German politics, opaque enough at the best of times, is in even more of a mess than normal.
Admittedly the Chancellor-elect, Angela Merkel, has seen off the preposterous Chancellor Schroeder - who somehow persuaded himself, in the face of his election defeat, that he remained the only man to lead the country. After a few weeks of populist posturing, he finally had the grace to back off.
So under Angela Merkel's leadership, the centrist CDU/CSU duly set to cobbling together a government with the socialist SPD. The socialists, for their part, were fronted by the notorious Chairman Müntefering. "Münte" as he is known in Germany, has long been a bug-bear of this blog for his advocacy of undiluted socialist dogma - command economy, denunciations of evil international Jewish capitalists and all - to solve Germany's dire economic plight.
Yesterday, however, this mastadon of the left announced his resignation. His nominee for the post of SPD General Secretary had just been defeated by an even more hard left candidate, an ambitious woman called Andrea Nehles. The rebuke from his own party was too much and "Münte" has chucked the chairmanship, although he claims to want to continue putting the coalition together.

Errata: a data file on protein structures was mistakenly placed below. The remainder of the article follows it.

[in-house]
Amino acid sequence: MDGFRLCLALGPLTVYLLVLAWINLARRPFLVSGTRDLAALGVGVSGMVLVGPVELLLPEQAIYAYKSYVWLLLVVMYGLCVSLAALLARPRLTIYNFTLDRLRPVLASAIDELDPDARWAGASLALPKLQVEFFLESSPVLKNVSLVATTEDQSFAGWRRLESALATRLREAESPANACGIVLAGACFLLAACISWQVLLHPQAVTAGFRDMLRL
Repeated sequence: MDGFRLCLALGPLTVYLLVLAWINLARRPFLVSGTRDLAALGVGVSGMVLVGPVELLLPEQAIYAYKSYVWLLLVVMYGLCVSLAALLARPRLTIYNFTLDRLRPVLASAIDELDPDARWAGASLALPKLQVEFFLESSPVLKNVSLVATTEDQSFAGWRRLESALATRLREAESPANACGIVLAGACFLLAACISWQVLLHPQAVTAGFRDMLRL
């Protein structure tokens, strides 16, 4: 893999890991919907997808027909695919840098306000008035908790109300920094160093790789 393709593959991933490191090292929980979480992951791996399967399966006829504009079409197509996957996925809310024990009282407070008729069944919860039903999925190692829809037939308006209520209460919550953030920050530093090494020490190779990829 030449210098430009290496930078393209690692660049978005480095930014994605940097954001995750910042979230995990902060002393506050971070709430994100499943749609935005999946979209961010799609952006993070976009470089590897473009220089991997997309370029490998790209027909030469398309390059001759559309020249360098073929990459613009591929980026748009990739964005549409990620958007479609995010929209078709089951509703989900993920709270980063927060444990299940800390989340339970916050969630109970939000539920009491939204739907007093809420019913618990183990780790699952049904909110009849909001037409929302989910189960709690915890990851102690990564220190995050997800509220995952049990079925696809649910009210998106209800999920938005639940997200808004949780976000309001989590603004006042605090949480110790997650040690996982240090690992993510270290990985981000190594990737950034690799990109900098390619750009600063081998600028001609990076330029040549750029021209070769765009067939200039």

But his resignation obviously throws into the deepest doubt Müntefering's ability to represent the SPD in coalition negotiations, let alone serve in a putative Merkel cabinet, so the future of the coalition is now in doubt. The situation is further complicated by the fact that Merkel's centrist partner, Edmund Stoiber of the CSU, may use Müntefering's exit as an excuse to withdraw from his (putative) role as trade and technology minister in Merkel's (putative) cabinet. Ironically, this will strengthen Merkel, as Stoiber is a very uncomfortable partner, touchy about not being number 1, and given to embarrassing outbursts about the innate superiority of his native Bayern and the inferiority of the east and so on.
But the return of the leftists within the SPD is the most immediately worrying thing for Merkel. Even if the "grand coalition" survives, its policy formulation and ability to govern will be made much harder given a resurgent left.
Should it all come unstuck, the likely date for new elections is 26th March 2006, the date on which regional elections will be held in Baden-Württemberg, Rheinland-Pfalz and Sachsen-Anhalt.